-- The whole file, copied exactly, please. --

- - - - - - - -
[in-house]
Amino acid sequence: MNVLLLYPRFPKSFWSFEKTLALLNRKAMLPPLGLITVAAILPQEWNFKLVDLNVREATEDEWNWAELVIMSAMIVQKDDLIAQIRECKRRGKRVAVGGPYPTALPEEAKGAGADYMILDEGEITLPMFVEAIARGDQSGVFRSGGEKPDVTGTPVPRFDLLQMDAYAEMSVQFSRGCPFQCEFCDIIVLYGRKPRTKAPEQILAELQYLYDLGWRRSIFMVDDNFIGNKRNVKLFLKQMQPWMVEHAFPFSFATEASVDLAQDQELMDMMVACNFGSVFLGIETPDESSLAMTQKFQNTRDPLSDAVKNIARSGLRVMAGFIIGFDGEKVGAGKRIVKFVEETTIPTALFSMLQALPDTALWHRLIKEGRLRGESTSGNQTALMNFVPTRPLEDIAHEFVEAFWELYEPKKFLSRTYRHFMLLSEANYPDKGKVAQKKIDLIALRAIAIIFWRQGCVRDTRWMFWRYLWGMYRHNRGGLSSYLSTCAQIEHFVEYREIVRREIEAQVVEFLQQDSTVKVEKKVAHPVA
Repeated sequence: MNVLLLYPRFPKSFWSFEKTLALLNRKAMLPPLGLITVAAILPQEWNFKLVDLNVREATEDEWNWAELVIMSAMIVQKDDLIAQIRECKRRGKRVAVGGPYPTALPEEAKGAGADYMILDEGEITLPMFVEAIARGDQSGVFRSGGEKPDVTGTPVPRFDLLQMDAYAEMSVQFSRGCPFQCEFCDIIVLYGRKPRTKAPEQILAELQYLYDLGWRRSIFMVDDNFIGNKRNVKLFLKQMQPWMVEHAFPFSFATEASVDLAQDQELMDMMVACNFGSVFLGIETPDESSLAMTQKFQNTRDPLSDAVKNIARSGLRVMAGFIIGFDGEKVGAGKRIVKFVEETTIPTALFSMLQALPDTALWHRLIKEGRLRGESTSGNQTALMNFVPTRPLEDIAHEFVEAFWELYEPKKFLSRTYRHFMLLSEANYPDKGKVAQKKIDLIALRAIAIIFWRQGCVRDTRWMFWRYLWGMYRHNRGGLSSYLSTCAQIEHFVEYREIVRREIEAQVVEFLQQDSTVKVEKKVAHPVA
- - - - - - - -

[in-house]
Amino acid sequence: MNVLLLYPRFPKSFWSFEKTLALLNRKAMLPPLGLITVAAILPQEWNFKLVDLNVREATEDEWNWAELVIMSAMIVQKDDLIAQIRECKRRGKRVAVGGPYPTALPEEAKGAGADYMILDEGEITLPMFVEAIARGDQSGVFRSGGEKPDVTGTPVPRFDLLQMDAYAEMSVQFSRGCPFQCEFCDIIVLYGRKPRTKAPEQILAELQYLYDLGWRRSIFMVDDNFIGNKRNVKLFLKQMQPWMVEHAFPFSFATEASVDLAQDQELMDMMVACNFGSVFLGIETPDESSLAMTQKFQNTRDPLSDAVKNIARSGLRVMAGFIIGFDGEKVGAGKRIVKFVEETTIPTALFSMLQALPDTALWHRLIKEGRLRGESTSGNQTALMNFVPTRPLEDIAHEFVEAFWELYEPKKFLSRTYRHFMLLSEANYPDKGKVAQKKIDLIALRAIAIIFWRQGCVRDTRWMFWRYLWGMYRHNRGGLSSYLSTCAQIEHFVEYREIVRREIEAQVVEFLQQDSTVKVEKKVAHPVA
Repeated sequence: MNVLLLYPRFPKSFWSFEKTLALLNRKAMLPPLGLITVAAILPQEWNFKLVDLNVREATEDEWNWAELVIMSAMIVQKDDLIAQIRECKRRGKRVAVGGPYPTALPEEAKGAGADYMILDEGEITLPMFVEAIARGDQSGVFRSGGEKPDVTGTPVPRFDLLQMDAYAEMSVQFSRGCPFQCEFCDIIVLYGRKPRTKAPEQILAELQYLYDLGWRRSIFMVDDNFIGNKRNVKLFLKQMQPWMVEHAFPFSFATEASVDLAQDQELMDMMVACNFGSVFLGIETPDESSLAMTQKFQNTRDPLSDAVKNIARSGLRVMAGFIIGFDGEKVGAGKRIVKFVEETTIPTALFSMLQALPDTALWHRLIKEGRLRGESTSGNQTALMNFVPTRPLEDIAHEFVEAFWELYEPKKFLSRTYRHFMLLSEANYPDKGKVAQKKIDLIALRAIAIIFWRQGCVRDTRWMFWRYLWGMYRHNRGGLSSYLSTCAQIEHFVEYREIVRREIEAQVVEFLQQDSTVKVEKKVAHPVA